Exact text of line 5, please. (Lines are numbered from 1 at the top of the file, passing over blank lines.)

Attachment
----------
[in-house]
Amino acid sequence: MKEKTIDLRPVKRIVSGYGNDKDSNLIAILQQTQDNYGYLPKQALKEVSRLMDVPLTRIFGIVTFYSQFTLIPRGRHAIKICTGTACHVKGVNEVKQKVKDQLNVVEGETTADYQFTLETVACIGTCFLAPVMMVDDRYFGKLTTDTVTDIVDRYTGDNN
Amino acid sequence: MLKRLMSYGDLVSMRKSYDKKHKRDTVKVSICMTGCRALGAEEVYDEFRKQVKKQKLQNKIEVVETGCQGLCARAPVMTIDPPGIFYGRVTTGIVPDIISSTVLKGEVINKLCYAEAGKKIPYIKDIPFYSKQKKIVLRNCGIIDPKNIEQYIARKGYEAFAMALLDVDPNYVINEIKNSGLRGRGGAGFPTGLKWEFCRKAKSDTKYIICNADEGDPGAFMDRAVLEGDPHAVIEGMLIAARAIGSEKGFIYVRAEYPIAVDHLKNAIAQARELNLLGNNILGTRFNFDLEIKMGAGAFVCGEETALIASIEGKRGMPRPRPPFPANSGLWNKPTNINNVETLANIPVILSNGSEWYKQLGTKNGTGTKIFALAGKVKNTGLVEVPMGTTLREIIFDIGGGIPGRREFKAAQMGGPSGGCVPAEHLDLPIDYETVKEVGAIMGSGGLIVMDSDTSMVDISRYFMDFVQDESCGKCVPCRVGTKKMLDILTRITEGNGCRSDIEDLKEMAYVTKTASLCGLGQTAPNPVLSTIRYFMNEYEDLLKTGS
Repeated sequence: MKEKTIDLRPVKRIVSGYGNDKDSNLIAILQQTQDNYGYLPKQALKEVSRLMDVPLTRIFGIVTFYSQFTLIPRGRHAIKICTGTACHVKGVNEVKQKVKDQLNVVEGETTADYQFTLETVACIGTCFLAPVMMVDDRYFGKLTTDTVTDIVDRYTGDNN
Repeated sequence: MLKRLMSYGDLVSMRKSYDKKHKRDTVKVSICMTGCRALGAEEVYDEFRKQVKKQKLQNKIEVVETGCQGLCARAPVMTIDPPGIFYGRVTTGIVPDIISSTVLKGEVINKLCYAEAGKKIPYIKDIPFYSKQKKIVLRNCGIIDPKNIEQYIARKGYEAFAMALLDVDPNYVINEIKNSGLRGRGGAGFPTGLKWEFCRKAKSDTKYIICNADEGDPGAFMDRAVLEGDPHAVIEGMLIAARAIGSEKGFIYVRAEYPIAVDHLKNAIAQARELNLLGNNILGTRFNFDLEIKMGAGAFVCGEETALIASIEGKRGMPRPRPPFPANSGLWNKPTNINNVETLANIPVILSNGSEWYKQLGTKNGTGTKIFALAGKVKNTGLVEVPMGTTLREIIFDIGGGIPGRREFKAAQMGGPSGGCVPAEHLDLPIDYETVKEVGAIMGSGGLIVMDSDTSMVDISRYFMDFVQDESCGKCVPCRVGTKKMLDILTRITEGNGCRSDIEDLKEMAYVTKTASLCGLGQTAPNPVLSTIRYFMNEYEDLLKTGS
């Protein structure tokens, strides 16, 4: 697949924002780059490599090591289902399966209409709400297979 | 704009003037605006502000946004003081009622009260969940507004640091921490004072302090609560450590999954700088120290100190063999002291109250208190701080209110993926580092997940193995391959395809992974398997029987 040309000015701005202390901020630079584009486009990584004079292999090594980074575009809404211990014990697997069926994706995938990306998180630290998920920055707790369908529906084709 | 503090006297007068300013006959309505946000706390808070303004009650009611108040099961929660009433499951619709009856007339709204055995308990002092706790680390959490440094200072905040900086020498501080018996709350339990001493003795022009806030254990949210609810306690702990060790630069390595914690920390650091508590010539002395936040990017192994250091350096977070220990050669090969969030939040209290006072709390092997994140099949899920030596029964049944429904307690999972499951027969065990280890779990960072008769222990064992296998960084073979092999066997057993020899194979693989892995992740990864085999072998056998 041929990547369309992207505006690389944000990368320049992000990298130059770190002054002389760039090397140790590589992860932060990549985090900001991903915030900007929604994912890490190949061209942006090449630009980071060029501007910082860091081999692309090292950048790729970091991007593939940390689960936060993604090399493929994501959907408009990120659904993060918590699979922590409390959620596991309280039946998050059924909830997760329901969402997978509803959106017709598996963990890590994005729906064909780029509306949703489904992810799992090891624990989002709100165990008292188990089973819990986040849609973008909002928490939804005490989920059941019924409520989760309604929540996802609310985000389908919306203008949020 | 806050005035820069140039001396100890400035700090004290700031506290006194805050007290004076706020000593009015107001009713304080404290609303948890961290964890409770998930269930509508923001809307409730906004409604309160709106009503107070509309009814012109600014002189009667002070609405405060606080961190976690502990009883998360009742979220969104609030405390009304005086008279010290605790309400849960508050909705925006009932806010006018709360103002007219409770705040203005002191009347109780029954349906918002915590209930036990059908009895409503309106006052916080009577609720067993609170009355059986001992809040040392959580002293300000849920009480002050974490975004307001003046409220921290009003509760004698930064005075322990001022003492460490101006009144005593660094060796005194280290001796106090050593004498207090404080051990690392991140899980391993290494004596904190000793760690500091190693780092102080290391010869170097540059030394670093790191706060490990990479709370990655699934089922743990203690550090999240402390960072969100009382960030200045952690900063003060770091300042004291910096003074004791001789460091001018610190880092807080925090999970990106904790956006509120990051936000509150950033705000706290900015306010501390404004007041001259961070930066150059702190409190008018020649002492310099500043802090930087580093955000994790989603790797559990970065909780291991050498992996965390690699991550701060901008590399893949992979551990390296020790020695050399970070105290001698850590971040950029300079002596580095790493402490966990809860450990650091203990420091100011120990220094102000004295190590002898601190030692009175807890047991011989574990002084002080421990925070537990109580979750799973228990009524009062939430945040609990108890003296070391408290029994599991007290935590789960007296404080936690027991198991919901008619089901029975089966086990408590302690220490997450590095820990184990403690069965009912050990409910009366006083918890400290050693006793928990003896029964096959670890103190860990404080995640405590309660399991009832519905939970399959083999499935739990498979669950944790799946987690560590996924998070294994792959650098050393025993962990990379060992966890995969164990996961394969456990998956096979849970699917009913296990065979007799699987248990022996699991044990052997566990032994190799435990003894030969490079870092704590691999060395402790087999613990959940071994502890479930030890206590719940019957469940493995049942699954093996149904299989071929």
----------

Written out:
Repeated sequence: MLKRLMSYGDLVSMRKSYDKKHKRDTVKVSICMTGCRALGAEEVYDEFRKQVKKQKLQNKIEVVETGCQGLCARAPVMTIDPPGIFYGRVTTGIVPDIISSTVLKGEVINKLCYAEAGKKIPYIKDIPFYSKQKKIVLRNCGIIDPKNIEQYIARKGYEAFAMALLDVDPNYVINEIKNSGLRGRGGAGFPTGLKWEFCRKAKSDTKYIICNADEGDPGAFMDRAVLEGDPHAVIEGMLIAARAIGSEKGFIYVRAEYPIAVDHLKNAIAQARELNLLGNNILGTRFNFDLEIKMGAGAFVCGEETALIASIEGKRGMPRPRPPFPANSGLWNKPTNINNVETLANIPVILSNGSEWYKQLGTKNGTGTKIFALAGKVKNTGLVEVPMGTTLREIIFDIGGGIPGRREFKAAQMGGPSGGCVPAEHLDLPIDYETVKEVGAIMGSGGLIVMDSDTSMVDISRYFMDFVQDESCGKCVPCRVGTKKMLDILTRITEGNGCRSDIEDLKEMAYVTKTASLCGLGQTAPNPVLSTIRYFMNEYEDLLKTGS